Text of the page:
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Mashups and portals are both content aggregation technologies. Portals are an older technology designed as an extension to traditional dynamic Web applications, in which the process of converting data content into marked-up Web pages is split into two phases: generation of markup "fragments" and aggregation of the fragments into pages. Each markup fragment is generated by a "portlet", and the portal combines them into a single Web page. Portlets may be hosted locally on the portal server or remotely on another server.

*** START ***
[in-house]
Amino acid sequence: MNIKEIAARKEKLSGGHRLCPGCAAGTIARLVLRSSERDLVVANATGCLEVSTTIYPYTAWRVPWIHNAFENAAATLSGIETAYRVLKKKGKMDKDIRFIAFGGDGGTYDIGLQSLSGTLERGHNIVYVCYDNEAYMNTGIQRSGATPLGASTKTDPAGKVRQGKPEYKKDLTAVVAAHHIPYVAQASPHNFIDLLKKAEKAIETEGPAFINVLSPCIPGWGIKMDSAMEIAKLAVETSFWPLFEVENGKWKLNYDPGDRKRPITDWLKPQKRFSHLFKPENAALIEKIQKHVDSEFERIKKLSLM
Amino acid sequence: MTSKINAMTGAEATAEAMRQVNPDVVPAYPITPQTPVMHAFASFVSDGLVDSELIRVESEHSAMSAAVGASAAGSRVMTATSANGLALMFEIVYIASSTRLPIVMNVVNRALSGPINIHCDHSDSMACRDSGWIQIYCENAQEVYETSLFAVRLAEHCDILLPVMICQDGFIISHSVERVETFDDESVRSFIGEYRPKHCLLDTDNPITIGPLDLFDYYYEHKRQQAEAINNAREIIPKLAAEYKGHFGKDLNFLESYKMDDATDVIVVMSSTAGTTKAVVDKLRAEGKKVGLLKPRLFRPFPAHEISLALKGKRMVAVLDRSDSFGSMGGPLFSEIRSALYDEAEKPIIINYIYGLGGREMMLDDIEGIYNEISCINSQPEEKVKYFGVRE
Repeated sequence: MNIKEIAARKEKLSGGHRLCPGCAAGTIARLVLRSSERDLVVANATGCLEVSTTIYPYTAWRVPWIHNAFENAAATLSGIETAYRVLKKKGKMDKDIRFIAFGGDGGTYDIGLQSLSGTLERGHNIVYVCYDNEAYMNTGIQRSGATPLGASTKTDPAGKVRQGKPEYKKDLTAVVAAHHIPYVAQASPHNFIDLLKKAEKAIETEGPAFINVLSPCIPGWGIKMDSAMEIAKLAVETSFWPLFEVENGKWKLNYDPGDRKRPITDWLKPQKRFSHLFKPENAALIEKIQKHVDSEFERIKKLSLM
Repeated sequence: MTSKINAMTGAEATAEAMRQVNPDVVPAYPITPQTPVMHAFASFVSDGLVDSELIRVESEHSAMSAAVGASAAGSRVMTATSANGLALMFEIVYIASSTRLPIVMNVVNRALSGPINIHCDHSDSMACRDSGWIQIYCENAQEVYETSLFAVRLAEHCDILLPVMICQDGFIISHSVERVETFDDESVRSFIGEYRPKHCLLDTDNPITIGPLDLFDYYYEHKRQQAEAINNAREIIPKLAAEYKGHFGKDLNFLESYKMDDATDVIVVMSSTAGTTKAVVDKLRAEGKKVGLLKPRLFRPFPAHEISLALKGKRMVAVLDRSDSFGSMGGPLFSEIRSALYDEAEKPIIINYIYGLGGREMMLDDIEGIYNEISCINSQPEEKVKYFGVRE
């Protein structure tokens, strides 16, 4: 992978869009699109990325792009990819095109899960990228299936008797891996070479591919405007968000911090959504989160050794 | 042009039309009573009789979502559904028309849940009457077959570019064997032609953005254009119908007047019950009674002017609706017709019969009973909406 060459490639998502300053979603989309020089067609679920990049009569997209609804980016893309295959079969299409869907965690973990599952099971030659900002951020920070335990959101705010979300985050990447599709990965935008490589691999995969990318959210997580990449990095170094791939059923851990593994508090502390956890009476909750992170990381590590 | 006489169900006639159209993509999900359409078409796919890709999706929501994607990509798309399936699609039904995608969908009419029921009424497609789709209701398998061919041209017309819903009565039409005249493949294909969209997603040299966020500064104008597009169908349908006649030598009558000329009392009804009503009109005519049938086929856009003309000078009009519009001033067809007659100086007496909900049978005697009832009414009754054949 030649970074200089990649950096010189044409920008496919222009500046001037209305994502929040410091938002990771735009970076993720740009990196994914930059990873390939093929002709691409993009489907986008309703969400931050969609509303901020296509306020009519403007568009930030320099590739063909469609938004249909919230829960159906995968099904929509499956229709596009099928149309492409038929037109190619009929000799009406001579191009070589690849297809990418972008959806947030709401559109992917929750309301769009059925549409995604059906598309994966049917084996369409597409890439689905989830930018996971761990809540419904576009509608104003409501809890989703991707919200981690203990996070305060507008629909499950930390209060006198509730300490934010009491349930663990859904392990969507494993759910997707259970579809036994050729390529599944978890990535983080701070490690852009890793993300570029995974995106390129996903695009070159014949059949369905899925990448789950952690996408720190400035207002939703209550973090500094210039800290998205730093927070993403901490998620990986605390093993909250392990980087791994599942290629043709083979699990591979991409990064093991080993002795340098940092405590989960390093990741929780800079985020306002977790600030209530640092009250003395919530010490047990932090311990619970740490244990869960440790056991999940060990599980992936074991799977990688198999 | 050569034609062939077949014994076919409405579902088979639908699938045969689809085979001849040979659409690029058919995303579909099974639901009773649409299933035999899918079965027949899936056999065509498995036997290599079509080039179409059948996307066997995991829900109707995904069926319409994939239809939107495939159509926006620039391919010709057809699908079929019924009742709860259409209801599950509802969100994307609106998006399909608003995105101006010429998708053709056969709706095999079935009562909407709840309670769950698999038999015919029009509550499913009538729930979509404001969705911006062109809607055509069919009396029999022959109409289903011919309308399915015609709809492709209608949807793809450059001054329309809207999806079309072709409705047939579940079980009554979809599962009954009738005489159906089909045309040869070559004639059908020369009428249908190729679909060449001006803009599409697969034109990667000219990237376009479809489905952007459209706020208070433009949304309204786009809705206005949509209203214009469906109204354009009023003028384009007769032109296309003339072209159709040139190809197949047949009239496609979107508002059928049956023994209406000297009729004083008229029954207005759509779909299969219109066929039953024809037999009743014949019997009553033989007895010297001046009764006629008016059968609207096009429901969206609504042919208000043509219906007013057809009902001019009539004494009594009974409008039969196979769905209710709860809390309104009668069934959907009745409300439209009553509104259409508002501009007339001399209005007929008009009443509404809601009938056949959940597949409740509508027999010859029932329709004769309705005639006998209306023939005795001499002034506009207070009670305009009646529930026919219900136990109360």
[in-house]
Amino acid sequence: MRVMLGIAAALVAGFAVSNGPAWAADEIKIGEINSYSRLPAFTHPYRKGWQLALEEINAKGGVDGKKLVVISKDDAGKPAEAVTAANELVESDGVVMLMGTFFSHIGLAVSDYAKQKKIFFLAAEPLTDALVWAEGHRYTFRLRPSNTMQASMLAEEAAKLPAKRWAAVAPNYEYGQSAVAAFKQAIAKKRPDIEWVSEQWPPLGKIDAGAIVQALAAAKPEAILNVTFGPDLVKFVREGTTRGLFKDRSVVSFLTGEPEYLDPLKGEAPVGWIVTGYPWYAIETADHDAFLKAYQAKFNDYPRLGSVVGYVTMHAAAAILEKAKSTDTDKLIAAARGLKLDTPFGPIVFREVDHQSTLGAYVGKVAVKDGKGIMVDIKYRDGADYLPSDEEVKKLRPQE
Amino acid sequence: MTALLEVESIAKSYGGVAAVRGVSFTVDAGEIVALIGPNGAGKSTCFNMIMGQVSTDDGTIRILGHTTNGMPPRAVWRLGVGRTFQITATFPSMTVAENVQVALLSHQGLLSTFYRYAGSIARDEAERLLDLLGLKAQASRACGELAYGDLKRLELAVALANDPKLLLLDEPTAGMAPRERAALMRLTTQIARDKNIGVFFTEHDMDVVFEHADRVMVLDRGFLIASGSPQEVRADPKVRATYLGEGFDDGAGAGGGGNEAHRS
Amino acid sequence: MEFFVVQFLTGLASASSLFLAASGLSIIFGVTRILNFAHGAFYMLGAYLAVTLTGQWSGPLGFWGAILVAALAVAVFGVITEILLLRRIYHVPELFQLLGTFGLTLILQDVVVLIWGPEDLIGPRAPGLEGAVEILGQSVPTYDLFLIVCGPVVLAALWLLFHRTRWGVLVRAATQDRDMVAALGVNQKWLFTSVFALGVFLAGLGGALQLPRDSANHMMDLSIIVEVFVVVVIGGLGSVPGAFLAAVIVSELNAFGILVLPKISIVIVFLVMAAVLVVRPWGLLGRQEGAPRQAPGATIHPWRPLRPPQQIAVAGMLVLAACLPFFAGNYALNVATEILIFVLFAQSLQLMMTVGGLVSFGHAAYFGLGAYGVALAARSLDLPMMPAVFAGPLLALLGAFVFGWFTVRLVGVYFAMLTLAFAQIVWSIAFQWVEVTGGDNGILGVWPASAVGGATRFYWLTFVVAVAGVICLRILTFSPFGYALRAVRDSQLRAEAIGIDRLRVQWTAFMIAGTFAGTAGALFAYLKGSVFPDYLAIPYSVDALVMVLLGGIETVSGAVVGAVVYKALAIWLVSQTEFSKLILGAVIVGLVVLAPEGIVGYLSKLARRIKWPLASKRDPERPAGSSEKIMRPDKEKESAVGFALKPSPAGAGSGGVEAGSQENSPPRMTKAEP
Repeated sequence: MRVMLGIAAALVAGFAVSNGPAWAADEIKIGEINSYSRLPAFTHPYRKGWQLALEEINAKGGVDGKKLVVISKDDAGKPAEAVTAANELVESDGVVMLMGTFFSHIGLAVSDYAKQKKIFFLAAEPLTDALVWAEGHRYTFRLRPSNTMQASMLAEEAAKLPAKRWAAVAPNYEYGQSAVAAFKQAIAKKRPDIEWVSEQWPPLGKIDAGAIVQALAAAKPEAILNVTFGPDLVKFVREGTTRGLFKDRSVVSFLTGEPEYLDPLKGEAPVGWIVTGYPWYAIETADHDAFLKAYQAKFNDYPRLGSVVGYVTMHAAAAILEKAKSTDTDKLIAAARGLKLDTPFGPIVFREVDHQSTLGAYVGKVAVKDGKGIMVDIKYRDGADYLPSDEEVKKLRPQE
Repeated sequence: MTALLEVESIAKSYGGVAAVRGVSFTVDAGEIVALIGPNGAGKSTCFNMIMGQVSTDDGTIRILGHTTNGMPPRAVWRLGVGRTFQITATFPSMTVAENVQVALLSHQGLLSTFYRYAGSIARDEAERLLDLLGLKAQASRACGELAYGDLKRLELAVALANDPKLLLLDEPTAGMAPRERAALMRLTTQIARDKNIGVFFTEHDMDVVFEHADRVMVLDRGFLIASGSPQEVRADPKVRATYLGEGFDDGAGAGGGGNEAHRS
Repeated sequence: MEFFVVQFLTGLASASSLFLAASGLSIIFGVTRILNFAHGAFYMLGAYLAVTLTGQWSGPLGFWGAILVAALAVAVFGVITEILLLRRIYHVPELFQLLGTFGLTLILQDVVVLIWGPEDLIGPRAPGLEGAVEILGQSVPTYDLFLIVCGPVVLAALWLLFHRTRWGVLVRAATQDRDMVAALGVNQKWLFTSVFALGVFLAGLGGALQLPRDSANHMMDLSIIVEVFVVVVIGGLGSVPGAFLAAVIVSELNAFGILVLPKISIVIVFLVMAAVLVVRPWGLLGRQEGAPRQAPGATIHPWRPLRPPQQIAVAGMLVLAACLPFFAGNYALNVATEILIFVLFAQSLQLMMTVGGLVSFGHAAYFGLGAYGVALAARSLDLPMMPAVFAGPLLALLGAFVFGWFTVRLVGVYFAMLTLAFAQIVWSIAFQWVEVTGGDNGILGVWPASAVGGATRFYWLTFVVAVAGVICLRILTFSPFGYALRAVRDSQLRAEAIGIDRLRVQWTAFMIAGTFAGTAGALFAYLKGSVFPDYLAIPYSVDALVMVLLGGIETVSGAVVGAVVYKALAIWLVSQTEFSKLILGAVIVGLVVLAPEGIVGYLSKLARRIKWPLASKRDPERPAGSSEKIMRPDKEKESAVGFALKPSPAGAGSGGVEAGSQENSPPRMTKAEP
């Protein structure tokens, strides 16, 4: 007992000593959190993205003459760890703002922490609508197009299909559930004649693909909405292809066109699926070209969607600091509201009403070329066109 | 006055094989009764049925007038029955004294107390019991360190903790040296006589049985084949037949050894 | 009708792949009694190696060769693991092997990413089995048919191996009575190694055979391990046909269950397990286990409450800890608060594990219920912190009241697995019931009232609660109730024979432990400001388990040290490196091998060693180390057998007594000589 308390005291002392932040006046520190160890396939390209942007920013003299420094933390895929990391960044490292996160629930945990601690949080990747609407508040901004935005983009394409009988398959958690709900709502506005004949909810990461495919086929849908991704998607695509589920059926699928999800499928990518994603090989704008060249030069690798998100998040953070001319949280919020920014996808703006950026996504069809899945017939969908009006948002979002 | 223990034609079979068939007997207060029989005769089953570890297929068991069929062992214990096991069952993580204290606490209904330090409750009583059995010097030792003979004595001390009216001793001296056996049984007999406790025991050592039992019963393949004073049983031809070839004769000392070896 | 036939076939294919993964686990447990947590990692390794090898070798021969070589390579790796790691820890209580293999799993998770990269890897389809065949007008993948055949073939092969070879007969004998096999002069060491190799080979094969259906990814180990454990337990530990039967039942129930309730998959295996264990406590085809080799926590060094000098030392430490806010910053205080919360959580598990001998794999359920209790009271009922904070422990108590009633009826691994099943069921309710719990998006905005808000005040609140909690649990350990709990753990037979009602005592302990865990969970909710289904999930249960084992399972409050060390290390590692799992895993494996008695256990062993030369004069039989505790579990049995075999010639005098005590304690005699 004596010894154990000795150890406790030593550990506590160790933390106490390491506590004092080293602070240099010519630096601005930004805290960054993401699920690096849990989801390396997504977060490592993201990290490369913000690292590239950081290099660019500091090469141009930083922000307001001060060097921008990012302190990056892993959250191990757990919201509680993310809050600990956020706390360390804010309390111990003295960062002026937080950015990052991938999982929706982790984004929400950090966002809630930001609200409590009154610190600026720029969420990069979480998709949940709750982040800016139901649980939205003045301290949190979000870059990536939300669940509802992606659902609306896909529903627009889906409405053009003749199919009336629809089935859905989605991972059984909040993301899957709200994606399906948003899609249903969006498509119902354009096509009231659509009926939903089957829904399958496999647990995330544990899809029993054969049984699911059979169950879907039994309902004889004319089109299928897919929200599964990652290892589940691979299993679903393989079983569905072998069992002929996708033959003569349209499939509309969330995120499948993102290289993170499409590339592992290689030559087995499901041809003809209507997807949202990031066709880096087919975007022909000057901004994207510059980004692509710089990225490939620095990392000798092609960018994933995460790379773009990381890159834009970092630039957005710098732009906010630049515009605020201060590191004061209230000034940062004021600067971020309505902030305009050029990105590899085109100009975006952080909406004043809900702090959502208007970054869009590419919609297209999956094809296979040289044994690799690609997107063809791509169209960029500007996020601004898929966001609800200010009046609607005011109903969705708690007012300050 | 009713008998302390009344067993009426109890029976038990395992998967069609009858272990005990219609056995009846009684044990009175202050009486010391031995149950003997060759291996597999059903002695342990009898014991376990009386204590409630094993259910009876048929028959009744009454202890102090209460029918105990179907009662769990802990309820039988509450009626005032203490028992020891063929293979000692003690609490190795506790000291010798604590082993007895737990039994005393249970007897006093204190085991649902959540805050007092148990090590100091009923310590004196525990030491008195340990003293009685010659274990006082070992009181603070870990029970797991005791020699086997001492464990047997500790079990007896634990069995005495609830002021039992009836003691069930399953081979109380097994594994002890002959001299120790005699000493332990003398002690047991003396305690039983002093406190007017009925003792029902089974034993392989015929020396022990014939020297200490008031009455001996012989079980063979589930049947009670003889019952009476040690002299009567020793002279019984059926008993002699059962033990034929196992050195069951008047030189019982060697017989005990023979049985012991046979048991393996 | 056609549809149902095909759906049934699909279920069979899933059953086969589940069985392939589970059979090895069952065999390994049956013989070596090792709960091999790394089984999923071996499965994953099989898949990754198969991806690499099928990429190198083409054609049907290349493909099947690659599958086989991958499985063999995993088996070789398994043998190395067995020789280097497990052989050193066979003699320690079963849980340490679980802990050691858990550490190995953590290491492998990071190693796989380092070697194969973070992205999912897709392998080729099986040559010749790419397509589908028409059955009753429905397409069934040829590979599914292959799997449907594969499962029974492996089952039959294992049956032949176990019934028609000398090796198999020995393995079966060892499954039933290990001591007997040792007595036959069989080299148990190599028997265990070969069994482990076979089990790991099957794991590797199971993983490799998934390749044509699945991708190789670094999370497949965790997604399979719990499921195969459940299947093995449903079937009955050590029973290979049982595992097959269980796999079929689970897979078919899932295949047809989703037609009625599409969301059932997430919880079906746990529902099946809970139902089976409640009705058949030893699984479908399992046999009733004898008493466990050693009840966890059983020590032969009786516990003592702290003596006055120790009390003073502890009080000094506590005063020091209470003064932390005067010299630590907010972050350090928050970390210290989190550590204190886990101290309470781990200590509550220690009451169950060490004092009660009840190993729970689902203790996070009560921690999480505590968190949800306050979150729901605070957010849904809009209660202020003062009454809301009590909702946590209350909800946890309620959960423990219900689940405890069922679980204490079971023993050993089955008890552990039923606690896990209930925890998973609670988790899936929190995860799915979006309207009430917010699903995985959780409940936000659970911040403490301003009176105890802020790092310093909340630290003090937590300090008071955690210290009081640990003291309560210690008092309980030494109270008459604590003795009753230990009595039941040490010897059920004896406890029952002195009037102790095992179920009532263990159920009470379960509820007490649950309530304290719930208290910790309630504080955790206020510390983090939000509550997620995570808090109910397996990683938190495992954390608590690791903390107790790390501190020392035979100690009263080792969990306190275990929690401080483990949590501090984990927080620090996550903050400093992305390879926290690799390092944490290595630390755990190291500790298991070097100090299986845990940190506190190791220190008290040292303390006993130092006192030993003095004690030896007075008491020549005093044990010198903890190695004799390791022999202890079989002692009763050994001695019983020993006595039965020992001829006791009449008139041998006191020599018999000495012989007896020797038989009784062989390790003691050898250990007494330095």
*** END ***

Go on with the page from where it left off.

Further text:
Portal technology defines a complete event model covering reads and updates. A request for an aggregate page on a portal is translated into individual read operations on all the portlets that form the page ("render" operations on local, JSR 168 portlets or "getMarkup" operations on remote, WSRP portlets). If a submit button is pressed on any portlet on a portal page, it is translated into an update operation on that portlet alone ("processAction" on a local portlet or "performBlockingInteraction" on a remote, WSRP portlet). The update is then immediately followed by a read on all portlets on the page.
Portal technology is about server-side, presentation-tier aggregation. It cannot be used to drive more robust forms of application integration such as two-phase commit (Source: WIKIPEDIA).